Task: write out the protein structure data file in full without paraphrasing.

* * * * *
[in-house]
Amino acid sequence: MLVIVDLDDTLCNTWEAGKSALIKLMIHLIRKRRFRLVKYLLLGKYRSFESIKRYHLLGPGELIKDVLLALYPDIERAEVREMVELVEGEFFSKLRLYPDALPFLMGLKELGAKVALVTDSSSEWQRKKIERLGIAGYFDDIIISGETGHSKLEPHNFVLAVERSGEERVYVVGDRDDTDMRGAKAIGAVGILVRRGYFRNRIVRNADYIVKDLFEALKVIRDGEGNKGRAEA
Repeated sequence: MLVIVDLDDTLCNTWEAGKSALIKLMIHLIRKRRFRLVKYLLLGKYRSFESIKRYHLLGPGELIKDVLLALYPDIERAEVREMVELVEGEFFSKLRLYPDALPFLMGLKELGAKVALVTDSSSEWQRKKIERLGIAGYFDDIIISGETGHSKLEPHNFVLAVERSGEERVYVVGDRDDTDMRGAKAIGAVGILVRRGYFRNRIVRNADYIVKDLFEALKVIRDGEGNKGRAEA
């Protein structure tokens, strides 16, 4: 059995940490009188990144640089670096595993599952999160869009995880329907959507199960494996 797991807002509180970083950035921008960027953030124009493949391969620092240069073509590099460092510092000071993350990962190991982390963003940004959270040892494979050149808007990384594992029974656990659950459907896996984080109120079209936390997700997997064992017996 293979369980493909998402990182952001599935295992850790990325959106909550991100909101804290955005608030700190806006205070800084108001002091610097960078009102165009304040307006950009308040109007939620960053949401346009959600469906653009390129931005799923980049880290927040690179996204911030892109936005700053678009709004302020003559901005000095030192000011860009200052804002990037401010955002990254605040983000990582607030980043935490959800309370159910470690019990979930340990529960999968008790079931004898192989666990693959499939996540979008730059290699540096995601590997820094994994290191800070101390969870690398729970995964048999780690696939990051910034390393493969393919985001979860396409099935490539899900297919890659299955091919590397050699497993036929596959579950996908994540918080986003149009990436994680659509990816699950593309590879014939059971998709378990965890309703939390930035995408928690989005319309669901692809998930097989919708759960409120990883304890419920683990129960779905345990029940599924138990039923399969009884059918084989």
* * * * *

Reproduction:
[in-house]
Amino acid sequence: MLVIVDLDDTLCNTWEAGKSALIKLMIHLIRKRRFRLVKYLLLGKYRSFESIKRYHLLGPGELIKDVLLALYPDIERAEVREMVELVEGEFFSKLRLYPDALPFLMGLKELGAKVALVTDSSSEWQRKKIERLGIAGYFDDIIISGETGHSKLEPHNFVLAVERSGEERVYVVGDRDDTDMRGAKAIGAVGILVRRGYFRNRIVRNADYIVKDLFEALKVIRDGEGNKGRAEA
Repeated sequence: MLVIVDLDDTLCNTWEAGKSALIKLMIHLIRKRRFRLVKYLLLGKYRSFESIKRYHLLGPGELIKDVLLALYPDIERAEVREMVELVEGEFFSKLRLYPDALPFLMGLKELGAKVALVTDSSSEWQRKKIERLGIAGYFDDIIISGETGHSKLEPHNFVLAVERSGEERVYVVGDRDDTDMRGAKAIGAVGILVRRGYFRNRIVRNADYIVKDLFEALKVIRDGEGNKGRAEA
């Protein structure tokens, strides 16, 4: 059995940490009188990144640089670096595993599952999160869009995880329907959507199960494996 797991807002509180970083950035921008960027953030124009493949391969620092240069073509590099460092510092000071993350990962190991982390963003940004959270040892494979050149808007990384594992029974656990659950459907896996984080109120079209936390997700997997064992017996 293979369980493909998402990182952001599935295992850790990325959106909550991100909101804290955005608030700190806006205070800084108001002091610097960078009102165009304040307006950009308040109007939620960053949401346009959600469906653009390129931005799923980049880290927040690179996204911030892109936005700053678009709004302020003559901005000095030192000011860009200052804002990037401010955002990254605040983000990582607030980043935490959800309370159910470690019990979930340990529960999968008790079931004898192989666990693959499939996540979008730059290699540096995601590997820094994994290191800070101390969870690398729970995964048999780690696939990051910034390393493969393919985001979860396409099935490539899900297919890659299955091919590397050699497993036929596959579950996908994540918080986003149009990436994680659509990816699950593309590879014939059971998709378990965890309703939390930035995408928690989005319309669901692809998930097989919708759960409120990883304890419920683990129960779905345990029940599924138990039923399969009884059918084989």